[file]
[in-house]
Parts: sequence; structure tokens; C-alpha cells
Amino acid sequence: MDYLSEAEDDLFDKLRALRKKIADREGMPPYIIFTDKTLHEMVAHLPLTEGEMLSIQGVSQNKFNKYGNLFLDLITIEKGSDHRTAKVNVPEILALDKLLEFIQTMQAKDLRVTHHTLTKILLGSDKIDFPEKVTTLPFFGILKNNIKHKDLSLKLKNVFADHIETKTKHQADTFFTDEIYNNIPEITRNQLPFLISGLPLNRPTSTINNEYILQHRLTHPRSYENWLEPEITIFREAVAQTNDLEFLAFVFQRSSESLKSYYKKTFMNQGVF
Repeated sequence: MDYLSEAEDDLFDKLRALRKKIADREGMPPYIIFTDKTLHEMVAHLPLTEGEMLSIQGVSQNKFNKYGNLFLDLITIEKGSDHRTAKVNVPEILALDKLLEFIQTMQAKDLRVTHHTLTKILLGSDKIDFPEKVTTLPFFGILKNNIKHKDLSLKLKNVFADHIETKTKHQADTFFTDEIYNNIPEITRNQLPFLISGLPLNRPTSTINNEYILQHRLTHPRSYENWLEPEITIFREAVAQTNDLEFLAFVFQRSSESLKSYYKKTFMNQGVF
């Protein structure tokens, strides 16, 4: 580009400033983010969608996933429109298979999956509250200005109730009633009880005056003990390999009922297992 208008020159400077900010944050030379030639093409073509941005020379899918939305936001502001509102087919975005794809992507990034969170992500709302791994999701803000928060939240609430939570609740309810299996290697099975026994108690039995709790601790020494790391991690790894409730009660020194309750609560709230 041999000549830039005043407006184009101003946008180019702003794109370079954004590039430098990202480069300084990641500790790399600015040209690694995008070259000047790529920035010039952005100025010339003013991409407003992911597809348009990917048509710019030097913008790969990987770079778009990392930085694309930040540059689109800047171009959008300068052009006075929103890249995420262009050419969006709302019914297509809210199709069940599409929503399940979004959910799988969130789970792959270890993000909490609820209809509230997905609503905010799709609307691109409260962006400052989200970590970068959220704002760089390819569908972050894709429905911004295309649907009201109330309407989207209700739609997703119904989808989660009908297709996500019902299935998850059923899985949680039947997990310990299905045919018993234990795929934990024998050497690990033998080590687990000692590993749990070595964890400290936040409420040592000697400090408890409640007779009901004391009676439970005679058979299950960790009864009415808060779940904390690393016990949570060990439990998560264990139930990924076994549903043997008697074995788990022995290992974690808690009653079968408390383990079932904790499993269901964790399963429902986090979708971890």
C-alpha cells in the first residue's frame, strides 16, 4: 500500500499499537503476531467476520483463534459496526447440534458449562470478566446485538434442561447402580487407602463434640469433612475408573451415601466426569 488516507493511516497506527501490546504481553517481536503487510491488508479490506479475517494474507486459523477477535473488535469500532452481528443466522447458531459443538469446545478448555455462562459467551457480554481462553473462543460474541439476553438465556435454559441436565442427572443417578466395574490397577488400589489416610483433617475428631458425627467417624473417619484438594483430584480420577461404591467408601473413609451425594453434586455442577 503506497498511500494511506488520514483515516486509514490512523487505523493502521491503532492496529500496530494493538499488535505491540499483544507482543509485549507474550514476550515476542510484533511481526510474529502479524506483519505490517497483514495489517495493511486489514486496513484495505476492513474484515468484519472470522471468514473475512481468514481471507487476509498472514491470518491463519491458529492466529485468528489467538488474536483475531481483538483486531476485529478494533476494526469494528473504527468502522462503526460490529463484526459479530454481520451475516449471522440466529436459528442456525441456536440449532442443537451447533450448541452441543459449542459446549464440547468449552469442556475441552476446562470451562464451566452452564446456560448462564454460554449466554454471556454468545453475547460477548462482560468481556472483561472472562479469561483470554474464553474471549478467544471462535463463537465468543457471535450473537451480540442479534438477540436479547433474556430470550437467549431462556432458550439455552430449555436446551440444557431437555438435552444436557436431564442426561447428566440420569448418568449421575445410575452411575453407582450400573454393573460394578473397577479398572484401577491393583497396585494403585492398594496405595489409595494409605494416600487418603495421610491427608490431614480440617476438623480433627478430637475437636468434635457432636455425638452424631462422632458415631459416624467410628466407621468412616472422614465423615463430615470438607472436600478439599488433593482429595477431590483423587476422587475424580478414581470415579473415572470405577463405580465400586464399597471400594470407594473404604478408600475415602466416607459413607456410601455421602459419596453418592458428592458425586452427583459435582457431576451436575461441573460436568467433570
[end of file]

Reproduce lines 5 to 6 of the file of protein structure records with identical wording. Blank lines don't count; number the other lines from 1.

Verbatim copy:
């Protein structure tokens, strides 16, 4: 580009400033983010969608996933429109298979999956509250200005109730009633009880005056003990390999009922297992 208008020159400077900010944050030379030639093409073509941005020379899918939305936001502001509102087919975005794809992507990034969170992500709302791994999701803000928060939240609430939570609740309810299996290697099975026994108690039995709790601790020494790391991690790894409730009660020194309750609560709230 041999000549830039005043407006184009101003946008180019702003794109370079954004590039430098990202480069300084990641500790790399600015040209690694995008070259000047790529920035010039952005100025010339003013991409407003992911597809348009990917048509710019030097913008790969990987770079778009990392930085694309930040540059689109800047171009959008300068052009006075929103890249995420262009050419969006709302019914297509809210199709069940599409929503399940979004959910799988969130789970792959270890993000909490609820209809509230997905609503905010799709609307691109409260962006400052989200970590970068959220704002760089390819569908972050894709429905911004295309649907009201109330309407989207209700739609997703119904989808989660009908297709996500019902299935998850059923899985949680039947997990310990299905045919018993234990795929934990024998050497690990033998080590687990000692590993749990070595964890400290936040409420040592000697400090408890409640007779009901004391009676439970005679058979299950960790009864009415808060779940904390690393016990949570060990439990998560264990139930990924076994549903043997008697074995788990022995290992974690808690009653079968408390383990079932904790499993269901964790399963429902986090979708971890």
C-alpha cells in the first residue's frame, strides 16, 4: 500500500499499537503476531467476520483463534459496526447440534458449562470478566446485538434442561447402580487407602463434640469433612475408573451415601466426569 488516507493511516497506527501490546504481553517481536503487510491488508479490506479475517494474507486459523477477535473488535469500532452481528443466522447458531459443538469446545478448555455462562459467551457480554481462553473462543460474541439476553438465556435454559441436565442427572443417578466395574490397577488400589489416610483433617475428631458425627467417624473417619484438594483430584480420577461404591467408601473413609451425594453434586455442577 503506497498511500494511506488520514483515516486509514490512523487505523493502521491503532492496529500496530494493538499488535505491540499483544507482543509485549507474550514476550515476542510484533511481526510474529502479524506483519505490517497483514495489517495493511486489514486496513484495505476492513474484515468484519472470522471468514473475512481468514481471507487476509498472514491470518491463519491458529492466529485468528489467538488474536483475531481483538483486531476485529478494533476494526469494528473504527468502522462503526460490529463484526459479530454481520451475516449471522440466529436459528442456525441456536440449532442443537451447533450448541452441543459449542459446549464440547468449552469442556475441552476446562470451562464451566452452564446456560448462564454460554449466554454471556454468545453475547460477548462482560468481556472483561472472562479469561483470554474464553474471549478467544471462535463463537465468543457471535450473537451480540442479534438477540436479547433474556430470550437467549431462556432458550439455552430449555436446551440444557431437555438435552444436557436431564442426561447428566440420569448418568449421575445410575452411575453407582450400573454393573460394578473397577479398572484401577491393583497396585494403585492398594496405595489409595494409605494416600487418603495421610491427608490431614480440617476438623480433627478430637475437636468434635457432636455425638452424631462422632458415631459416624467410628466407621468412616472422614465423615463430615470438607472436600478439599488433593482429595477431590483423587476422587475424580478414581470415579473415572470405577463405580465400586464399597471400594470407594473404604478408600475415602466416607459413607456410601455421602459419596453418592458428592458425586452427583459435582457431576451436575461441573460436568467433570